PHOENIX — In the aftermath of two deadly mass shootings in May at a grocery store in Buffalo, New York and an elementary school in Uvalde, Texas, the Republican majority Arizona state legislature confined its discussion about gun violence to points of personal privilege at the end of a floor session.
Republicans focused on the societal causes of mass shootings.
"I thought of my children when I thought of those little kids on their 4th grade graduation, to be trapped in a room with someone, a madman. How scary that would be," House Speaker Rusty Bowers lamented, "we see and worship and pay for and are entertained by violence to such a degree and I just want you to know if it were possible to take that pain away I would."
Democrats were calling for action. State Representative Jennifer Longdon, (D-Phoenix-District 24), who is a victim of gun violence, said “these deaths are not the price of freedom. There is so much more that we can do, and I am asking you to work with us to get this done.”
What Representative Longdon and Democrats had in mind were two proposals. One allows voters to decide if the state should require universal background checks on gun purchases. The other takes away someone's concealed weapons permit if they are found guilty of a felony. Neither bill was heard during the 2022 legislative session.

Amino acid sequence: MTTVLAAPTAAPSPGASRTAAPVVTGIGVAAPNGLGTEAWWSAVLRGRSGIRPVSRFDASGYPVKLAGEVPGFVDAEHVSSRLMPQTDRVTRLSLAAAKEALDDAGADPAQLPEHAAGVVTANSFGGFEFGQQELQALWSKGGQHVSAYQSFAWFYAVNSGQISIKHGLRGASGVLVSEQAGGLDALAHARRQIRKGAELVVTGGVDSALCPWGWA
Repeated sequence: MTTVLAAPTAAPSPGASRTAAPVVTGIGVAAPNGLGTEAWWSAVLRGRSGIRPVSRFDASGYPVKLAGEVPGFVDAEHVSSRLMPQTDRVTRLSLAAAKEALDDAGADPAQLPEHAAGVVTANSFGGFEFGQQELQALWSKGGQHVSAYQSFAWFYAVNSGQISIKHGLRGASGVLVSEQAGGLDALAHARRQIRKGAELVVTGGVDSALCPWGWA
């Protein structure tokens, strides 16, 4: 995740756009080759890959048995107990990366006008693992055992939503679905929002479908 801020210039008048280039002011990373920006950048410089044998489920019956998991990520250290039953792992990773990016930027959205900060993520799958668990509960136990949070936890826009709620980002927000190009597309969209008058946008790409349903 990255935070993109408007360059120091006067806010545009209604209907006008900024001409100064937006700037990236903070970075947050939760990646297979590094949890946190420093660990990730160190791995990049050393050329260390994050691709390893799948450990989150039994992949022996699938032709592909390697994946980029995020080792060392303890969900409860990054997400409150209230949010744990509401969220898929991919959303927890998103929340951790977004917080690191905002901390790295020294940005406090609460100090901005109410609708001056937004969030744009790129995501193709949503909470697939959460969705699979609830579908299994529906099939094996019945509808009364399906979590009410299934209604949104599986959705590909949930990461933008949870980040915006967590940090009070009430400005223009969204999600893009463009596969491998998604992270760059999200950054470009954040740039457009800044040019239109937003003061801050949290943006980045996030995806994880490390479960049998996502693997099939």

"I think gun bills don't solve the problem," Senate Majority Leader Rick Gray said.
Republicans in the Arizona legislature do support making sure every school is equipped with armed security. That was something already in place at the school in Uvalde and in 2018 when a gunman killed 17 and wounded 17 others in a school shooting in Parkland, Florida. Lawmakers are also calling for more resources to help with mental health. On that score, the state won't need to wait on the legislature. Congress passed new federal gun legislation. It's the first in nearly 30 years, and President Biden signed it into law.
The Safer Communities Act will provide billions of dollars for mental health services. It will also require enhanced background checks for gun buyers 21 and younger. It prevents domestic abusers from purchasing a firearm for years. Other provisions include providing grants to incentivize states to enact red flag laws, clarifying the definition of a federally licensed firearms dealer and creating penalties for straw purchases and gun trafficking.
Arizona Senator Kyrsten Sinema helped write the bill and negotiate its passage.
“We’re investing in a bi-partisan proposal that will give tools to families so they can feel safe when they send kids to school each day and they know that folks in their community who might be struggling, the mental health care they need,” Sinema said.
According to safehome.org, nearly half a million firearms were purchased in Arizona in 2021. So the impact of the new federal law on Arizonans may take years to determine.